Jujutsu is the art of gentle and supple yielding wherein a person uses an opponent’s energy against him.
Some historians consider jujutsu to have evolved among the samurai between the eighth and 16th centuries as an unarmed fighting style. Kicks and punches would have little effect if a warrior lost his sword and had to defeat an armed and armored opponent, so the fighters would use pins, throws, chokes and joint locks on unprotected targets like the neck, wrists and ankles.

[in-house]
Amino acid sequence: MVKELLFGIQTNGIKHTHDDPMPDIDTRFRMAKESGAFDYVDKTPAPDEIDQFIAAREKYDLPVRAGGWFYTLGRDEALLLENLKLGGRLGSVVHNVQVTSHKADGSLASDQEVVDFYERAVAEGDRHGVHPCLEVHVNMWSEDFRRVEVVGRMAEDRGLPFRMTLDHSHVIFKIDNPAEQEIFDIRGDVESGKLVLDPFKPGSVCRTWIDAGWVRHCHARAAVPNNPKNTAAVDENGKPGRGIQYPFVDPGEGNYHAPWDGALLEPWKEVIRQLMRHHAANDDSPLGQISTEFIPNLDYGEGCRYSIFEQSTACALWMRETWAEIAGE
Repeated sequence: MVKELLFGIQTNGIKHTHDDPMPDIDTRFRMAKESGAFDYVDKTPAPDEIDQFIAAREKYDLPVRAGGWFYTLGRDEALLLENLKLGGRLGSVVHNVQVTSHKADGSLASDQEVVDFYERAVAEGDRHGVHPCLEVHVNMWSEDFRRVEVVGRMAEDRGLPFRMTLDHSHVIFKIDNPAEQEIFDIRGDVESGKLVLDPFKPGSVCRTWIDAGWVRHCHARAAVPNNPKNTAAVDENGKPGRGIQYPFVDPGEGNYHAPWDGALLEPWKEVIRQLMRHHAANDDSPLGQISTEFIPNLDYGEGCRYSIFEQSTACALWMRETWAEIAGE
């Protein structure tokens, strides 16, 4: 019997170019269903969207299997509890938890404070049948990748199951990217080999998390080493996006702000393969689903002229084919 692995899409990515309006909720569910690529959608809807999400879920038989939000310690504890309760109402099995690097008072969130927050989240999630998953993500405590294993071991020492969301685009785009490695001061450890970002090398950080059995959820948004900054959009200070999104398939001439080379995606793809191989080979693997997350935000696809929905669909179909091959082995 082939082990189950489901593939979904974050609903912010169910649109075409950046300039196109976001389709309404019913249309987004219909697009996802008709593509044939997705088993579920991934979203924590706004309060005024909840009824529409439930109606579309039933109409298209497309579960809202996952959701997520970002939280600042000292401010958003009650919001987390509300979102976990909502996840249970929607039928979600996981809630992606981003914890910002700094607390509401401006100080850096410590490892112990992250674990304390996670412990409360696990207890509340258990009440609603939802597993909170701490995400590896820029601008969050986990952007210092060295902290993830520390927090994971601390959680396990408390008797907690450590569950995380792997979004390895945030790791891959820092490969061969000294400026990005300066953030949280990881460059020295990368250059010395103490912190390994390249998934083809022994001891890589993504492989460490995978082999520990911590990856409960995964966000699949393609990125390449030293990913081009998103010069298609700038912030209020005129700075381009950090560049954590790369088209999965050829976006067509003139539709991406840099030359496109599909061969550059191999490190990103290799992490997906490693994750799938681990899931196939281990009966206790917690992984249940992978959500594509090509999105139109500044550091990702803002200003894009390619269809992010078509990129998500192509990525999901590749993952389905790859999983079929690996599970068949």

Other historians label jujutsu as Japan’s first martial art, originating in 23 B.C. Legend says Emperor Suijin ordered wrestling champion Tomakesu-Hayato to fight Nomi-no-Sukune, who kicked Tomakesu-Hayato to death. Nomi-no-Sukune’s unique fighting style became the predecessor of jujutsu.
Two other possible jujutsu origins include Chinese traveler Chen Yuan-ping teaching three ronin (samurai with no rank or master) the techniques in the 17th century; and after Akiyama Shirobei learned close-quarters fighting in China, he returned to Japan and created jujutsu.
Although short weapons were once stressed during training, most modern training focuses on empty-hand combat. Jujutsu has influenced the creation of other martial arts such as judo and aikido.